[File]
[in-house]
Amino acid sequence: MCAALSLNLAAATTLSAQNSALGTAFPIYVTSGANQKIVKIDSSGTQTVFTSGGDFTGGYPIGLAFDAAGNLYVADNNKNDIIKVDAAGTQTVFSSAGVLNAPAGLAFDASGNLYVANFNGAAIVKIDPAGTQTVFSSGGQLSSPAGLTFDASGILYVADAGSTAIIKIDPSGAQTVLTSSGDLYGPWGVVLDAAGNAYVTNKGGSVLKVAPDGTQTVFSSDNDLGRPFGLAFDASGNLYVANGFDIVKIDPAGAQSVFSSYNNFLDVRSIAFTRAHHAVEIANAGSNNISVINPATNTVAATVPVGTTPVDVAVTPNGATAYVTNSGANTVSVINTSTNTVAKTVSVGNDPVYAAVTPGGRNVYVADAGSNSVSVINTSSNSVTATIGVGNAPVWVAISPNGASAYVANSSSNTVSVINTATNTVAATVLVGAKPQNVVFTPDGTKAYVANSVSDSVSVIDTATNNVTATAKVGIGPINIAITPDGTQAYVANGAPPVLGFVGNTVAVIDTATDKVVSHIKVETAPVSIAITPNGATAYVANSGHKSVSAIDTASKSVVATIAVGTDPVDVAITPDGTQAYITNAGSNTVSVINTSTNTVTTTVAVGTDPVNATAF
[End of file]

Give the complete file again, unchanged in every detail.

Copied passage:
[in-house]
Amino acid sequence: MCAALSLNLAAATTLSAQNSALGTAFPIYVTSGANQKIVKIDSSGTQTVFTSGGDFTGGYPIGLAFDAAGNLYVADNNKNDIIKVDAAGTQTVFSSAGVLNAPAGLAFDASGNLYVANFNGAAIVKIDPAGTQTVFSSGGQLSSPAGLTFDASGILYVADAGSTAIIKIDPSGAQTVLTSSGDLYGPWGVVLDAAGNAYVTNKGGSVLKVAPDGTQTVFSSDNDLGRPFGLAFDASGNLYVANGFDIVKIDPAGAQSVFSSYNNFLDVRSIAFTRAHHAVEIANAGSNNISVINPATNTVAATVPVGTTPVDVAVTPNGATAYVTNSGANTVSVINTSTNTVAKTVSVGNDPVYAAVTPGGRNVYVADAGSNSVSVINTSSNSVTATIGVGNAPVWVAISPNGASAYVANSSSNTVSVINTATNTVAATVLVGAKPQNVVFTPDGTKAYVANSVSDSVSVIDTATNNVTATAKVGIGPINIAITPDGTQAYVANGAPPVLGFVGNTVAVIDTATDKVVSHIKVETAPVSIAITPNGATAYVANSGHKSVSAIDTASKSVVATIAVGTDPVDVAITPDGTQAYITNAGSNTVSVINTSTNTVTTTVAVGTDPVNATAF